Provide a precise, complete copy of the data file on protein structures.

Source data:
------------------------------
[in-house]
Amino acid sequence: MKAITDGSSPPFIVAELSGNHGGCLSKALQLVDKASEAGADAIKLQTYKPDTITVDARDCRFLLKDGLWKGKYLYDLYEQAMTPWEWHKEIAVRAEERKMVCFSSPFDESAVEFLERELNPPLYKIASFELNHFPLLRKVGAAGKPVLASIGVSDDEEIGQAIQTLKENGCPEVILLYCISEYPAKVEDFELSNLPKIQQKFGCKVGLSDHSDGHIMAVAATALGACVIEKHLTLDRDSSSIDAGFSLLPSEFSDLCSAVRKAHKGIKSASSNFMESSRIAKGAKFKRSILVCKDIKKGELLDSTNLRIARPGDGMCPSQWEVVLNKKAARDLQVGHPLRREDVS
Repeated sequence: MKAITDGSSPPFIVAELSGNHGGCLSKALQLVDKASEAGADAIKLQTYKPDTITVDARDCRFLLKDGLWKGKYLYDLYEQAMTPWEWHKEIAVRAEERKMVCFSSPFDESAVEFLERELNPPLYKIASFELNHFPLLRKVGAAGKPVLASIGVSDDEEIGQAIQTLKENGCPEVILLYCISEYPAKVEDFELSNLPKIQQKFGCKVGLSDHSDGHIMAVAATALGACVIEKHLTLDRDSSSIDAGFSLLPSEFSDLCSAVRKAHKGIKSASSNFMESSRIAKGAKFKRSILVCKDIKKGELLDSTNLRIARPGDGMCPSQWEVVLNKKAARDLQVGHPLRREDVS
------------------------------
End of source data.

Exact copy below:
[in-house]
Amino acid sequence: MKAITDGSSPPFIVAELSGNHGGCLSKALQLVDKASEAGADAIKLQTYKPDTITVDARDCRFLLKDGLWKGKYLYDLYEQAMTPWEWHKEIAVRAEERKMVCFSSPFDESAVEFLERELNPPLYKIASFELNHFPLLRKVGAAGKPVLASIGVSDDEEIGQAIQTLKENGCPEVILLYCISEYPAKVEDFELSNLPKIQQKFGCKVGLSDHSDGHIMAVAATALGACVIEKHLTLDRDSSSIDAGFSLLPSEFSDLCSAVRKAHKGIKSASSNFMESSRIAKGAKFKRSILVCKDIKKGELLDSTNLRIARPGDGMCPSQWEVVLNKKAARDLQVGHPLRREDVS
Repeated sequence: MKAITDGSSPPFIVAELSGNHGGCLSKALQLVDKASEAGADAIKLQTYKPDTITVDARDCRFLLKDGLWKGKYLYDLYEQAMTPWEWHKEIAVRAEERKMVCFSSPFDESAVEFLERELNPPLYKIASFELNHFPLLRKVGAAGKPVLASIGVSDDEEIGQAIQTLKENGCPEVILLYCISEYPAKVEDFELSNLPKIQQKFGCKVGLSDHSDGHIMAVAATALGACVIEKHLTLDRDSSSIDAGFSLLPSEFSDLCSAVRKAHKGIKSASSNFMESSRIAKGAKFKRSILVCKDIKKGELLDSTNLRIARPGDGMCPSQWEVVLNKKAARDLQVGHPLRREDVS